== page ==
After the NY Marathon dust has settled, I’m finally sitting down to write a little about my NY Marathon experience, the future of my marathon career, and some very exciting news that happened at a race I didn’t run.
Since I got word that I snagged a lottery spot in this year’s NYC Marathon, I’ve been counting down the days til the race. I’ve trained for months, changed my eating and sleeping habits, and scheduled my life around my running. Aside from the physical efforts, I’ve also sunk a big chunk of money into transportation and accommodations for the big day. It’s pretty much all I can talk or think about. Just ask my friends– I’m sure they’re sick of hearing about it. Now Hurricane Sandy is putting a big wrench into the race and many are calling for a complete cancellation.
We’re just 16 days out from the NYC Marathon! I just got my official race handbook in the mail yesterday. While I’m super excited for race day, I think I’m equally as excited to taper. When I started training for my first marathon last fall, I read every blog and website there was about training schedules and preparing for your race. I came across a lot of articles about tapering, but every one seemed to suggest something different. The basic idea is to start tapering your runs as you get closer to race day, to give your muscles a break and start the marathon with fresh legs. On the one hand, it makes sense. On the other hand, I was quite concerned about how much stamina I’d lose without doing any super long runs for the last few weeks of training. Despite my trepidations, I followed my plan last year and discovered tapering is the best thing ever.
More than ever, I’ve packed my race calendar with lots of events this fall. But one I had to squeeze into my calendar is the Multiple Myeloma Race for Research. This will be my fourth year running in the Philly MMRF event. The Race for Research Series has raised over $17 million world-wide, with over 90% of proceeds going directly to research and patient programming. Multiple Myeloma is a highly fatal form of cancer than infects your plasma. My uncle passed away from this disease a few years ago, and I am honored to run this race in his memory. I hope you’ll consider supporting the cause by donating here.
While there are lots of shorter races coming up this season, the big one is less than 5 weeks away!
If you read this blog or follow my twitter, you know I’ve been having some foot pain since completing the Napa Valley Marathon a few weeks ago. After an inconclusive x-ray, my doctor ordered an MRI. I went back this morning to get the results. He suspected a stress fracture or a damaged tendon. Turns out I have a torn muscle.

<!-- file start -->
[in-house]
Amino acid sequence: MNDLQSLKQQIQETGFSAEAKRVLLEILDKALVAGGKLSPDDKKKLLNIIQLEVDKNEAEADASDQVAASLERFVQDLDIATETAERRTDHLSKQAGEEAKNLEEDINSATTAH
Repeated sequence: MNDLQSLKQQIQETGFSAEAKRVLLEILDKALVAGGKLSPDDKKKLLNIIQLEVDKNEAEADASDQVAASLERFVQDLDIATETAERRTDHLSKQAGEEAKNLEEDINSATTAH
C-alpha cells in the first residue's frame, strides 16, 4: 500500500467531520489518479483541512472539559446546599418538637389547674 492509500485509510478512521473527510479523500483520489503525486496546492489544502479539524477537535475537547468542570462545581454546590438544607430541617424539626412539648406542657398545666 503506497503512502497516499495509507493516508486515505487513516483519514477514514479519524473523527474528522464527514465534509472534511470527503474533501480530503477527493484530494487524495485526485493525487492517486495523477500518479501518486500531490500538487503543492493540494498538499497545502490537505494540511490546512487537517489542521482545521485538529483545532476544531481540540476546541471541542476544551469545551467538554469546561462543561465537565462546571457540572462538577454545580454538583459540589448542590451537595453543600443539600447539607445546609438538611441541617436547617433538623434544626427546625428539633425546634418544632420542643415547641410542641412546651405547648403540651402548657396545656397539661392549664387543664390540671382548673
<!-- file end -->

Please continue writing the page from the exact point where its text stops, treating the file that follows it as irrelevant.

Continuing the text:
The good news is it’s not bad enough to require surgery, yet. The bad news is I’ve been ordered to wear an ugly ankle brace for the next month, and I am not allowed to run or do any movement that puts weight on my foot. After four weeks, I’ll get another round of MRIs to see if it’s healing. If it gets any worse, I might need to go under the knife. If it gets better, I’ll probably just need some physical therapy and/or orthotics after my brace time is up.
Unfortunately, the doctor didn’t really have any insight into why this happened. He basically said sometimes we put too much stress on our muscles and this kind of thing happens. I would venture to guess 26.2 miles of strain on a muscle that had no foundation of training probably did the trick.
I guess this is better than having a stress fracture. It’s easier to walk in a brace than it would be in a boot. But I’m still quite disheartened by the news. The weather is gorgeous out, and all I want to do is go for a run. And I can feel all the negative impacts this hiatus is having on my health. Just being restricted from running for two weeks has caused me to gain weight. I am definitely feeling a lack of energy. And I have so many races coming up! I am on doctor’s orders not to run the three I have next week (Security 5, Phillies 5k, and AC Half Marathon). And there’s a solid chance I’m going to be told not to run Broad Street either.
I know it could be much worse, so I’m really trying to look on the bright side and be positive. But really, this just plain sucks.
I’ve been running for a few years now, and have been fairly lucky with my health in that time. Sure, I’ve had some sprains and pulls, plenty of problems with my IT band and my SI joint… the usual runner stuff. But I haven’t had an injury that kept me off the trails for more than a few days to date.
Unfortunately, it looks like I’m breaking that streak now. Continue reading
The Napa Valley Marathon certainly won’t go in the books as one of my best races, but I finished it. So I’m counting it as a win.
I avoided thinking about this race as long as I possibly could, in the same manner that I successfully avoided training at all for this race. It really didn’t hit me until I was packing my bag for the trip that I would be putting my body through a 26-mile run again. Once that realization hit, I was more than nervous. I knew I hadn’t prepared. I knew it would be hard. I was dreading it, but I managed to put it in the back of my mind so I could have a good time in California before race day. We spent a couple days in San Jose/San Francisco before heading up to Napa. I happily ate and drank my way through the trip. Continue reading